Joseph Plateau - Phenakistoscope

In 1832, Belgian physicist Joseph Plateau invented the phenakistoscope, or 'spindle viewer' as a toy for his sons. The optical toy - phenakistoscope, was an early animation device that used the persistence of vision principle to create an illusion of motion.  It was also invented independently in the same year by Simon von Stampfer of Vienna, Austria, who called his invention a stroboscope.  Plateau's inspiration had come primarily from the work of Michael Faraday and Peter Mark Roget. Faraday had invented a device he called "Faraday's Wheel," that consisted of two discs that spun in opposite directions from each other.  From this, Plateau took another step, adapting Faraday's wheel into a toy he later named the phenakistoscope.  The phenakistoscope uses the persistence of motion principle to create an illusion of motion.  Although this principle had been recognized by the Greek mathematician Euclid and later in experiments by Newton, it was not until 1829 that this principle became firmly established by Joseph Plateau. 
The phenakistoscope consisted of two discs mounted on the same axis.  The first disc had slots around the edge, and the second contained drawings of successive action, drawn around the disc in concentric circles.  Unlike Faraday's Wheel, whose pair of discs spun in opposite directions, a phenakistoscope's discs spin together in the same direction.  When viewed in a mirror through the first disc's slots, the pictures on the second disc will appear to move.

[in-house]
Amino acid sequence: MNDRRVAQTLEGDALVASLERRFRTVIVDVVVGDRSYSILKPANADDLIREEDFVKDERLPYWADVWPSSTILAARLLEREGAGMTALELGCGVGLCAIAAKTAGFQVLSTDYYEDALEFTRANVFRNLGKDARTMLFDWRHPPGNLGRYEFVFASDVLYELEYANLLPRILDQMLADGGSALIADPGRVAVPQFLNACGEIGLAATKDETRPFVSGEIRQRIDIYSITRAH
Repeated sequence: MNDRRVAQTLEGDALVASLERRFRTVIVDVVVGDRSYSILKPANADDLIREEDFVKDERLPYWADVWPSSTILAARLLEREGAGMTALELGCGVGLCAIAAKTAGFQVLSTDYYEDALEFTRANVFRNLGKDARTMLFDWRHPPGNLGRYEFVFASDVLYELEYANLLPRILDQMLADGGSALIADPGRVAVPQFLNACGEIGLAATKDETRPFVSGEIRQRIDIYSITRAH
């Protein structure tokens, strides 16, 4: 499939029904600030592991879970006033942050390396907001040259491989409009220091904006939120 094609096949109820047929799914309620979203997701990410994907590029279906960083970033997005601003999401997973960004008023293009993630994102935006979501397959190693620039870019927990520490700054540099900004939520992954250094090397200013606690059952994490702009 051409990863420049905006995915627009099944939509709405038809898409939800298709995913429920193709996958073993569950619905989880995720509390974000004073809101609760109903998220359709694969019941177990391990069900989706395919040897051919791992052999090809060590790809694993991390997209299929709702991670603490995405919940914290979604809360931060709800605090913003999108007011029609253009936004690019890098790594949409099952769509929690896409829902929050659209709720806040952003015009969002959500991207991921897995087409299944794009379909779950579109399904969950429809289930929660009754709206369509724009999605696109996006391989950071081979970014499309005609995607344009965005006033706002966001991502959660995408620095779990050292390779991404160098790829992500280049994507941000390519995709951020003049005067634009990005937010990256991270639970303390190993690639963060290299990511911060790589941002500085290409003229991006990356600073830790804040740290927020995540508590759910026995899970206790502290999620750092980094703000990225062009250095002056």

The phenakistoscope uses the persistence of motion principle to create an illusion of motion.  Although this principle had been recognized by the Greek mathematician Euclid and later in experiments by Newton, it was not until 1829 that this principle became firmly established by Joseph Plateau. 
The phenakistoscope consisted of two discs mounted on the same axis.  The first disc had slots around the edge, and the second contained drawings of successive action, drawn around the disc in concentric circles.  Unlike Faraday's Wheel, whose pair of discs spun in opposite directions, a phenakistoscope's discs spin together in the same direction.  When viewed in a mirror through the first disc's slots, the pictures on the second disc will appear to move.  
The phenakistoscope was also referred to as the Phantasmascope and Fantoscope and was ultimately replaced by William George Horner's  Zoetrope. 
A zoetrope is different because the images are fitted inside a spinning wheel and users peer through the slits in the side of the toy. This means more than one person can see the moving images for various angles. 
Although the toy was invented before Queen Victoria took to the throne, it became popular during her reign.

A later, handheld version of Plateau's design was created in which the discs were separated, thus removing the need for a mirror. 
Examples of scenes, depicted on the original phenakistoscope, include a couple dancing and horses jumping over fences. Others show jesters performing star jumps as red and yellow birds fly near their heads, frogs hopping around a circle of grass blowing in the wind, and magpies bouncing on top of people's heads as the people are showing eating small blue balls.
There are also kaleidoscopic phenakistoscopes that use geometric shapes to create a hypnotic effect, and more surreal images of men climbing ladders into the mouth of the Moon, or diving into the mouths of lions. 













The digital versions of these stunning animation are created by American photographer Richard Balzer



No comments:

Post a Comment